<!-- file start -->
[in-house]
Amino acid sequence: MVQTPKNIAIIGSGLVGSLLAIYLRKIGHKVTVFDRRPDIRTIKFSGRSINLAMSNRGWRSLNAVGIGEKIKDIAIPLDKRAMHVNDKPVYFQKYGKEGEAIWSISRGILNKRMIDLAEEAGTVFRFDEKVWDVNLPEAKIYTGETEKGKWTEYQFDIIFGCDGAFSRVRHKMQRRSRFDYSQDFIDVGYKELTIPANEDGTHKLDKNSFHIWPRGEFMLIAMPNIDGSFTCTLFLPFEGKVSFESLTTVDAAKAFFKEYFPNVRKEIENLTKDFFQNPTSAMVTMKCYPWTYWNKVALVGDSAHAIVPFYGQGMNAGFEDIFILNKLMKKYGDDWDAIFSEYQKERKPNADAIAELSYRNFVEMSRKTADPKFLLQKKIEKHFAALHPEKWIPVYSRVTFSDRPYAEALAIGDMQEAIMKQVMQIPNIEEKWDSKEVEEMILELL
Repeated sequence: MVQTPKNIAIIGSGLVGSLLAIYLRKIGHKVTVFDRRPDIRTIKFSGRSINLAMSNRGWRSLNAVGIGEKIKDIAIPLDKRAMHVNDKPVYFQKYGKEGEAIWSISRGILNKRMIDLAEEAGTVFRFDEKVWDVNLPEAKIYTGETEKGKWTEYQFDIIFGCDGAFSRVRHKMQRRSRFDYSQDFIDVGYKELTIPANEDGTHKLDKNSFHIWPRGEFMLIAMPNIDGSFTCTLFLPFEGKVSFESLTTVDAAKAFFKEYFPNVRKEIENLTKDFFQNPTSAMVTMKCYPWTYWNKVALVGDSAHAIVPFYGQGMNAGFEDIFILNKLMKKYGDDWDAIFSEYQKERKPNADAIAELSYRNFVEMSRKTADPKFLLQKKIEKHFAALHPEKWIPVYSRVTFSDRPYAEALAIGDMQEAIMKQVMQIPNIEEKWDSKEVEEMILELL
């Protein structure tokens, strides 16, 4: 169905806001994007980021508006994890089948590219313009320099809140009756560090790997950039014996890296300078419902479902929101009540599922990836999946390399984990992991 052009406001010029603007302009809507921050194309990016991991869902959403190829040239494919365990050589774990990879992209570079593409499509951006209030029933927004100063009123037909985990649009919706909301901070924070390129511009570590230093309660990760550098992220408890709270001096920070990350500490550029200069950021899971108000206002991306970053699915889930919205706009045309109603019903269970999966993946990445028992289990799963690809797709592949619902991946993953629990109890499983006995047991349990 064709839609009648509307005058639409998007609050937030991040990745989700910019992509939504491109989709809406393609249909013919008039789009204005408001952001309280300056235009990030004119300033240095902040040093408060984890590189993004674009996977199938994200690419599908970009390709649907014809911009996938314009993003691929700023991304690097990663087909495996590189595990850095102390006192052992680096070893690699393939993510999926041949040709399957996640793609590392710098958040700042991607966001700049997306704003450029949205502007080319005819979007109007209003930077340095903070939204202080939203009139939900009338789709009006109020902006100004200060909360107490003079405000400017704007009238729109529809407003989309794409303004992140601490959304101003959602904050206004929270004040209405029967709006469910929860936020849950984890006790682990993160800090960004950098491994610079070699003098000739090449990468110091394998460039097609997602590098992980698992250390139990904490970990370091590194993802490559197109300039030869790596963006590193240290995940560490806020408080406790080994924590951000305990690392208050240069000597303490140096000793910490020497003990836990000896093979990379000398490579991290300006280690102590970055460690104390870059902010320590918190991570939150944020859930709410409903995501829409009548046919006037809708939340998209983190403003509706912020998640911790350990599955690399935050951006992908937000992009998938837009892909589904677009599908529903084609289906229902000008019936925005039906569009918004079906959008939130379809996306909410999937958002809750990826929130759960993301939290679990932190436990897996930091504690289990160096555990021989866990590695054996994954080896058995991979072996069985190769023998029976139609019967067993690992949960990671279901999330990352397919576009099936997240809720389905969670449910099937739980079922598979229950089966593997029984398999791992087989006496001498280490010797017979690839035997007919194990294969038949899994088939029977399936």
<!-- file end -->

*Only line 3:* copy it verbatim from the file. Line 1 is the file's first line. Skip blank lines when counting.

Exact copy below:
Repeated sequence: MVQTPKNIAIIGSGLVGSLLAIYLRKIGHKVTVFDRRPDIRTIKFSGRSINLAMSNRGWRSLNAVGIGEKIKDIAIPLDKRAMHVNDKPVYFQKYGKEGEAIWSISRGILNKRMIDLAEEAGTVFRFDEKVWDVNLPEAKIYTGETEKGKWTEYQFDIIFGCDGAFSRVRHKMQRRSRFDYSQDFIDVGYKELTIPANEDGTHKLDKNSFHIWPRGEFMLIAMPNIDGSFTCTLFLPFEGKVSFESLTTVDAAKAFFKEYFPNVRKEIENLTKDFFQNPTSAMVTMKCYPWTYWNKVALVGDSAHAIVPFYGQGMNAGFEDIFILNKLMKKYGDDWDAIFSEYQKERKPNADAIAELSYRNFVEMSRKTADPKFLLQKKIEKHFAALHPEKWIPVYSRVTFSDRPYAEALAIGDMQEAIMKQVMQIPNIEEKWDSKEVEEMILELL